Palm Beach Dramaworks to premiere ‘The Duration’

0

 

By AARON KRAUSE

In playwright Bruce Graham’s new piece titled The Duration, “the writing is authentic, the characters are compelling, and the play is emotionally powerful and moving,” said Palm Beach Dramaworks (PBD) Producing Artistic Director William Hayes.

In fact, audiences will be able to judge for themselves when PBD gives The Duration, its world premiere production from Feb. 16-March 6. Actually, the play opens on Feb. 18. Feb. 16 and 17 are previews.

Some PBD audiences might already be familiar with this play about loss and grieving that also contains humor. That is because, earlier in the pandemic, the professional, nonprofit company in West Palm Beach gave the play a reading via Zoom as part of the company’s Drama(in the)Works Series.

The series, now on Zoom, takes place on Monday evenings and features actors reading new plays for an audience. A Q&A session follows each reading. New readings will begin starting at 7:30 p.m. Feb. 28. They will continue every other Monday through June.

Those who tuned in to The Duration’s reading “had a very strong response to the writing and the story seemed to resonate for them,” Hayes said.

He does not sound surprised.

“Let’s face it, the story is a universal one. We all deal with loss. We all hit (often paralyzing) roadblocks in our lives and must ultimately find a way to move forward,” Hayes said.

Specifically, the play asks “can two strong women with very different coping strategies on the journey from grief to release meet each other somewhere in the middle – out in the middle of nowhere?”

In The Duration, “people are genuinely trying to do the right thing but don’t know what it is,” cast member John Leonard Thompson said. “They’re not trying to save the world, they’re just trying to save each other, really.”

“It’s so well written,” cast member Elizabeth Dimon said, adding there is a definitive beginning, middle, and end.

She said that audiences will take an emotional ride with the characters and should be able to feel their hope by the play’s end.

J. Barry Lewis, who is directing the production, said Graham creates characters who are “very human and real and universal in their ideas.” Also, they are intelligent individuals who struggle with their emotions and have a quirky perspective on the world.

“They are people (whom) I could and can relate to,” Lewis said. “And that is very, very important, I think, to all theater.”

The Duration is not the first play by Graham that Lewis has directed. He also helmed Moon Over the Brewery at another theater sometime in the mid-1990s. Like The Duration, Moon Over the Brewery also focuses on a mother and daughter.

Just as Lewis is not a newcomer to Graham’s work, neither is PBD. For its 2003-04 season, the company staged Early One Evening at the Rainbow Bar & Grille. In that play, a traveling salesman turns out to be God.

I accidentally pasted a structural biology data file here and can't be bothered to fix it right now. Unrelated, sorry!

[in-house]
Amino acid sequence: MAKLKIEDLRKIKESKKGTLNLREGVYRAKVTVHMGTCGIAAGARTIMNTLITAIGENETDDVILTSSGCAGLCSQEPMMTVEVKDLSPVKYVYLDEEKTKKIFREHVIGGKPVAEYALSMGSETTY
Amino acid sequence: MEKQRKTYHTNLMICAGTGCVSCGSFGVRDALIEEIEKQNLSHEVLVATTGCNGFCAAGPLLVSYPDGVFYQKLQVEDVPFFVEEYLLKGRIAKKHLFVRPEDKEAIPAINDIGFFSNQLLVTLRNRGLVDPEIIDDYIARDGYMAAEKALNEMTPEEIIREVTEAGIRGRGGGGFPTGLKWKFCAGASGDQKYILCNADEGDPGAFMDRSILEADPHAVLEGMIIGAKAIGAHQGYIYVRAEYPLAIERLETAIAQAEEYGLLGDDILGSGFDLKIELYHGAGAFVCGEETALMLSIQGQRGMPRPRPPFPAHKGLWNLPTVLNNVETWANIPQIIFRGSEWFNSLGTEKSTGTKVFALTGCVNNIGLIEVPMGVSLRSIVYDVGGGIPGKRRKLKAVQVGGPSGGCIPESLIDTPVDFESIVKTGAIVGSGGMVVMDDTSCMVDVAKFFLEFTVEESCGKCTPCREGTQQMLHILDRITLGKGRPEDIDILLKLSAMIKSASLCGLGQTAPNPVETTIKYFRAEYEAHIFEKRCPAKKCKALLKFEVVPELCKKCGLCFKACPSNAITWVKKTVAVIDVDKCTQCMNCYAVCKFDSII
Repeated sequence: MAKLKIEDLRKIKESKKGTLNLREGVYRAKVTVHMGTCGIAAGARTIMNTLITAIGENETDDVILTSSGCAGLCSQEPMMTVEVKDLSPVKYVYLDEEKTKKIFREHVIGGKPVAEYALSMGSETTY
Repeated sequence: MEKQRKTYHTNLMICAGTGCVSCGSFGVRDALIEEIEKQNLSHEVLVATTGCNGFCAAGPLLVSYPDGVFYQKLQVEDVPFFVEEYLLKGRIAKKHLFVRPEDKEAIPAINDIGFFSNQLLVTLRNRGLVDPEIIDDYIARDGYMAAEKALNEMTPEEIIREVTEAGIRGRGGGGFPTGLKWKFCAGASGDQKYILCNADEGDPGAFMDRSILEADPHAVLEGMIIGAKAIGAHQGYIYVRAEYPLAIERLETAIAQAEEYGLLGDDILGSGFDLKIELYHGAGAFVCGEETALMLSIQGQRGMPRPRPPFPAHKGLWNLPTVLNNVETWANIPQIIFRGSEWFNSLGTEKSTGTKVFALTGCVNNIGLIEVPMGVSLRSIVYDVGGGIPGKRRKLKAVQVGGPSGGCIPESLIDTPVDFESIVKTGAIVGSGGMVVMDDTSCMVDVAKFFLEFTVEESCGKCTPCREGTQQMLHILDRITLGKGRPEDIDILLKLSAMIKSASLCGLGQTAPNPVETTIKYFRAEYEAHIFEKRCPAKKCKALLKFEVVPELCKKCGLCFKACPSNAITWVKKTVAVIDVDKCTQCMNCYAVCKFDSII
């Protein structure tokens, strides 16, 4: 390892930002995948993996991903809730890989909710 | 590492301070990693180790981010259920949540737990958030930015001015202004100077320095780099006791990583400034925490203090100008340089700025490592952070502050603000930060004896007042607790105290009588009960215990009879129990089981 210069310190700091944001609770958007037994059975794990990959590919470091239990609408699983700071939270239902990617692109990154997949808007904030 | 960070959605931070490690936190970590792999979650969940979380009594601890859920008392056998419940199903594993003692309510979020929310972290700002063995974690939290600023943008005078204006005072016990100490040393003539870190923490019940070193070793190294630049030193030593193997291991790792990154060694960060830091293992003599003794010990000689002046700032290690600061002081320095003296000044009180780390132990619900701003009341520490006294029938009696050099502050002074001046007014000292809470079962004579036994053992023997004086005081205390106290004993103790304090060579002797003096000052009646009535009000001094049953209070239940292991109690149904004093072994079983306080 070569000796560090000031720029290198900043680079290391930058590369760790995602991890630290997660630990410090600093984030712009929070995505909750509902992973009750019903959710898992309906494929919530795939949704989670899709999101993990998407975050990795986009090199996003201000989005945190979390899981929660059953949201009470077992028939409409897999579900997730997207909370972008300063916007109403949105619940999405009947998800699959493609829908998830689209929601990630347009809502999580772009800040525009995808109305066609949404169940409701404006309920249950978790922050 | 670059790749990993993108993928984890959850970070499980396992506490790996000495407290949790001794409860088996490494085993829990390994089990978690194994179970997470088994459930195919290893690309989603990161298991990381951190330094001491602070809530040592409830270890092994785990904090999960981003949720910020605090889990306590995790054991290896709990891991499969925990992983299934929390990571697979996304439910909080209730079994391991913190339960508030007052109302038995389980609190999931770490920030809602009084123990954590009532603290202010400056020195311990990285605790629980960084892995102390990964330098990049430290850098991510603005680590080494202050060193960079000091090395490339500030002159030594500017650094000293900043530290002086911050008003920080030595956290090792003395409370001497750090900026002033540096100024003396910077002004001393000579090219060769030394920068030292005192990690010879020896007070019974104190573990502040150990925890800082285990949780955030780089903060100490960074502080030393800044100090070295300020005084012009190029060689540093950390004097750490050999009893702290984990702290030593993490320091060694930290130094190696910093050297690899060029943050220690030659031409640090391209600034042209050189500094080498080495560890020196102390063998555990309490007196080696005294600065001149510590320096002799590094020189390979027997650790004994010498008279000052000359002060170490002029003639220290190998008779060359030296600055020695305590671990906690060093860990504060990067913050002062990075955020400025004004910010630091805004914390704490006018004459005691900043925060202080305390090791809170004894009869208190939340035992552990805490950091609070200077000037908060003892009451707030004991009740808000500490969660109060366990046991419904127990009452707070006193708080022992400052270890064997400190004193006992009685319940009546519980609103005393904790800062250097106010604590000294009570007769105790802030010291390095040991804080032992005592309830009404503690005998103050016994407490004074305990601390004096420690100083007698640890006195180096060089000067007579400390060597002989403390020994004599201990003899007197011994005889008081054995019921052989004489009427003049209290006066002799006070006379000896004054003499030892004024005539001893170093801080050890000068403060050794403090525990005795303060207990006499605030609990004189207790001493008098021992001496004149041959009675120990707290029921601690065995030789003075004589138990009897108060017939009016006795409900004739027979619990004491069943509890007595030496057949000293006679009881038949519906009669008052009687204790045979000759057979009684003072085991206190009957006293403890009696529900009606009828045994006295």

Graham “is the type of playwright (who) every director dreams about,” Lewis said. “You want to work with artists who are accessible.”

The playwright is not only accessible, but also funny, charming, and he listens, Lewis said.

For instance, Graham came to PBD for a few days during the rehearsal process to discuss his new piece and answer any questions that Lewis or the actors had. They also talked about the terrorist attacks of Sept. 11, 2001, since The Duration takes place four weeks after that tragedy.

When a theater company is working with a new piece, the playwright is always present to some degree, Lewis said.

Dimon said that since Graham is also an actor, he “knows what actors need” to do their work. And while Graham “writes beautifully,” Dimon said that he is open to changing parts of his play if they are not working in rehearsals.

Lewis said that Graham re-wrote part of a crucial scene.

“It is a much stronger scene now,” he added.

Cast member Caitlin Duffy praised Lewis.

“He leaves a lot of room for exploration,” she said.

 

The world premiere production of The Duration will officially open on Feb. 18 at Palm Beach Dramaworks, 201 Clematis St. in West Palm Beach. Evening performances are at 7:30 p.m. Wednesday and Thursday, 8 p.m. Friday and Saturday, and select Sundays at 7 p.m. Matinee performances are at 2 p.m. on Wednesday, Saturday, and Sunday. Post-performance discussions follow Wednesday matinee and Sunday evening performances.

Individual tickets are $79, with specially priced preview tickets at $59 and opening night tickets at $94. Student tickets are available for $15, and Pay Your Age tickets are available for those 18-40. Tickets for educators are half price with proper ID (other restrictions apply). Group rates for 20 or more and subscription packages for four or five plays are also available.

You can purchase tickets through the box office, in person or by phone at (561) 514-4042, ext. 2, and online 24 hours a day at palmbeachdramaworks.org.     

About author